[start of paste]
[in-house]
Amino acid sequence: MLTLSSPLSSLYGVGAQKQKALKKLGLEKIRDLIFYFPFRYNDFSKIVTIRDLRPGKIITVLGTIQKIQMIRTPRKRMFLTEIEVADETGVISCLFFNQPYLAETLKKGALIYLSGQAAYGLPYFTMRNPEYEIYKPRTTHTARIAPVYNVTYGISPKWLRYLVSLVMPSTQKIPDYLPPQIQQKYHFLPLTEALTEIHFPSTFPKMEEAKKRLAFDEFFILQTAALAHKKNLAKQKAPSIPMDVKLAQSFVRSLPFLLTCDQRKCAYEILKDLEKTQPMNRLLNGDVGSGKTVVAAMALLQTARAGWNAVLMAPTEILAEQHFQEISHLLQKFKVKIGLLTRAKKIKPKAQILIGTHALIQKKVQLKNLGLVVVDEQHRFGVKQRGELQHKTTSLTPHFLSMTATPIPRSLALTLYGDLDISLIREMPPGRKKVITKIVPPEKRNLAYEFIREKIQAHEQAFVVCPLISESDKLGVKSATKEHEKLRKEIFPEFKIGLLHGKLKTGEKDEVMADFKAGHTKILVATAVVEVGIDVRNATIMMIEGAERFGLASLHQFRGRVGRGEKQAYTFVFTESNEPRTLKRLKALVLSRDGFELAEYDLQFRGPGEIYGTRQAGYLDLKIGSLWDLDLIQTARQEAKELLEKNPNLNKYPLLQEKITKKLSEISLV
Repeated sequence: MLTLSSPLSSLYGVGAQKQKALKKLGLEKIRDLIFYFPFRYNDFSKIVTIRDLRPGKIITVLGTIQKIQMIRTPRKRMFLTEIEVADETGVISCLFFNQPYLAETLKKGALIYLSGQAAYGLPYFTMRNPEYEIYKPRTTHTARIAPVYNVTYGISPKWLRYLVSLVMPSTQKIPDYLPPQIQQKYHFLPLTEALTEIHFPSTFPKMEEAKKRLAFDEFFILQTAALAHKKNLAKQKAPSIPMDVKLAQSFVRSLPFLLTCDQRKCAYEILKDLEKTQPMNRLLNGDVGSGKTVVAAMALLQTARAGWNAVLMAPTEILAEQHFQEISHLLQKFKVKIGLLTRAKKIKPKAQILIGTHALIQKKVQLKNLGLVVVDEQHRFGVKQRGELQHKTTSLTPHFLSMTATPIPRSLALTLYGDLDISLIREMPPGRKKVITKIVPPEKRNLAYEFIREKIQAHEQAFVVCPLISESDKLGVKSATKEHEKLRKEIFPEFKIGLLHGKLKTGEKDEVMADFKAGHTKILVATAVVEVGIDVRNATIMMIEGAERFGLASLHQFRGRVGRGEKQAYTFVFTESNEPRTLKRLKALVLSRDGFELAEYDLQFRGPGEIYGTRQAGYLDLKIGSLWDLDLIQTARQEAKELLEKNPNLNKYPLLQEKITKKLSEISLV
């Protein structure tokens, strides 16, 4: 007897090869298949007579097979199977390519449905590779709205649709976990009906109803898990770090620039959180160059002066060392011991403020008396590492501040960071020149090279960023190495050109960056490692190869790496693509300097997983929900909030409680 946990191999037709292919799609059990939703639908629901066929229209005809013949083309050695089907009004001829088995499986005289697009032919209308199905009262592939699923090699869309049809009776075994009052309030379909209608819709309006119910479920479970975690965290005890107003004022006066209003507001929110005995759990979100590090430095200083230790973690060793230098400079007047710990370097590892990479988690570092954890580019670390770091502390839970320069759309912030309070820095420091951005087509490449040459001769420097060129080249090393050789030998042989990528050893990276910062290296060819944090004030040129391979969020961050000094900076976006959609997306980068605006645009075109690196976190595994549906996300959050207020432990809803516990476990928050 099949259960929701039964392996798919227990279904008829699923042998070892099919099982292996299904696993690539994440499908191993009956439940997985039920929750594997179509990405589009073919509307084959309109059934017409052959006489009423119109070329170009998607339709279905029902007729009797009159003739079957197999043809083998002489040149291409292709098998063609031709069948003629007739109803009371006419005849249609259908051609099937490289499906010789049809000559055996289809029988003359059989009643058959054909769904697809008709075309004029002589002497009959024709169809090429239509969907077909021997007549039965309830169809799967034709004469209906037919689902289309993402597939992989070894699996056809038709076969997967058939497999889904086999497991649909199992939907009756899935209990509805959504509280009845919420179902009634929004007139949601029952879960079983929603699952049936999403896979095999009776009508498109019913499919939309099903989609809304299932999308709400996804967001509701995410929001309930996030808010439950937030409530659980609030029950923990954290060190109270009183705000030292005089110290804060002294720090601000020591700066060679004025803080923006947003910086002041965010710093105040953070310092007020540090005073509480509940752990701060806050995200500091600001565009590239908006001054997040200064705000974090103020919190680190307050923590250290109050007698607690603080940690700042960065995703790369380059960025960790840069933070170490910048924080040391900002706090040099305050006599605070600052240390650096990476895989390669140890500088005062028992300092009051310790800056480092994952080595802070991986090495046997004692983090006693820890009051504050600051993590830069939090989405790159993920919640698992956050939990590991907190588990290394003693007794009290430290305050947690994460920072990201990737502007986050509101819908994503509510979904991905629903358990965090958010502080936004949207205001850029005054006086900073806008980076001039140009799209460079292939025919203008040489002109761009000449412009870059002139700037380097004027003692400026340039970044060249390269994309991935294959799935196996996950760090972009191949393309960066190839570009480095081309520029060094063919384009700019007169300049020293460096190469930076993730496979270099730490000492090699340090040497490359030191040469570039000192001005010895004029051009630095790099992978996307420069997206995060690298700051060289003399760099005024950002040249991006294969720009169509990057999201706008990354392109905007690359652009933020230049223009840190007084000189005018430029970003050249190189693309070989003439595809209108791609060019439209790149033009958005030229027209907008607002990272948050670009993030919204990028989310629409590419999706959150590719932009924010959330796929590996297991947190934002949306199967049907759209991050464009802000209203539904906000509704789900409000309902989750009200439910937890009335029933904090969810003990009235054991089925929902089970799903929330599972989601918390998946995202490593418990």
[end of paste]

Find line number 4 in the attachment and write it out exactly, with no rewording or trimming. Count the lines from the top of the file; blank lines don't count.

């Protein structure tokens, strides 16, 4: 007897090869298949007579097979199977390519449905590779709205649709976990009906109803898990770090620039959180160059002066060392011991403020008396590492501040960071020149090279960023190495050109960056490692190869790496693509300097997983929900909030409680 946990191999037709292919799609059990939703639908629901066929229209005809013949083309050695089907009004001829088995499986005289697009032919209308199905009262592939699923090699869309049809009776075994009052309030379909209608819709309006119910479920479970975690965290005890107003004022006066209003507001929110005995759990979100590090430095200083230790973690060793230098400079007047710990370097590892990479988690570092954890580019670390770091502390839970320069759309912030309070820095420091951005087509490449040459001769420097060129080249090393050789030998042989990528050893990276910062290296060819944090004030040129391979969020961050000094900076976006959609997306980068605006645009075109690196976190595994549906996300959050207020432990809803516990476990928050 099949259960929701039964392996798919227990279904008829699923042998070892099919099982292996299904696993690539994440499908191993009956439940997985039920929750594997179509990405589009073919509307084959309109059934017409052959006489009423119109070329170009998607339709279905029902007729009797009159003739079957197999043809083998002489040149291409292709098998063609031709069948003629007739109803009371006419005849249609259908051609099937490289499906010789049809000559055996289809029988003359059989009643058959054909769904697809008709075309004029002589002497009959024709169809090429239509969907077909021997007549039965309830169809799967034709004469209906037919689902289309993402597939992989070894699996056809038709076969997967058939497999889904086999497991649909199992939907009756899935209990509805959504509280009845919420179902009634929004007139949601029952879960079983929603699952049936999403896979095999009776009508498109019913499919939309099903989609809304299932999308709400996804967001509701995410929001309930996030808010439950937030409530659980609030029950923990954290060190109270009183705000030292005089110290804060002294720090601000020591700066060679004025803080923006947003910086002041965010710093105040953070310092007020540090005073509480509940752990701060806050995200500091600001565009590239908006001054997040200064705000974090103020919190680190307050923590250290109050007698607690603080940690700042960065995703790369380059960025960790840069933070170490910048924080040391900002706090040099305050006599605070600052240390650096990476895989390669140890500088005062028992300092009051310790800056480092994952080595802070991986090495046997004692983090006693820890009051504050600051993590830069939090989405790159993920919640698992956050939990590991907190588990290394003693007794009290430290305050947690994460920072990201990737502007986050509101819908994503509510979904991905629903358990965090958010502080936004949207205001850029005054006086900073806008980076001039140009799209460079292939025919203008040489002109761009000449412009870059002139700037380097004027003692400026340039970044060249390269994309991935294959799935196996996950760090972009191949393309960066190839570009480095081309520029060094063919384009700019007169300049020293460096190469930076993730496979270099730490000492090699340090040497490359030191040469570039000192001005010895004029051009630095790099992978996307420069997206995060690298700051060289003399760099005024950002040249991006294969720009169509990057999201706008990354392109905007690359652009933020230049223009840190007084000189005018430029970003050249190189693309070989003439595809209108791609060019439209790149033009958005030229027209907008607002990272948050670009993030919204990028989310629409590419999706959150590719932009924010959330796929590996297991947190934002949306199967049907759209991050464009802000209203539904906000509704789900409000309902989750009200439910937890009335029933904090969810003990009235054991089925929902089970799903929330599972989601918390998946995202490593418990």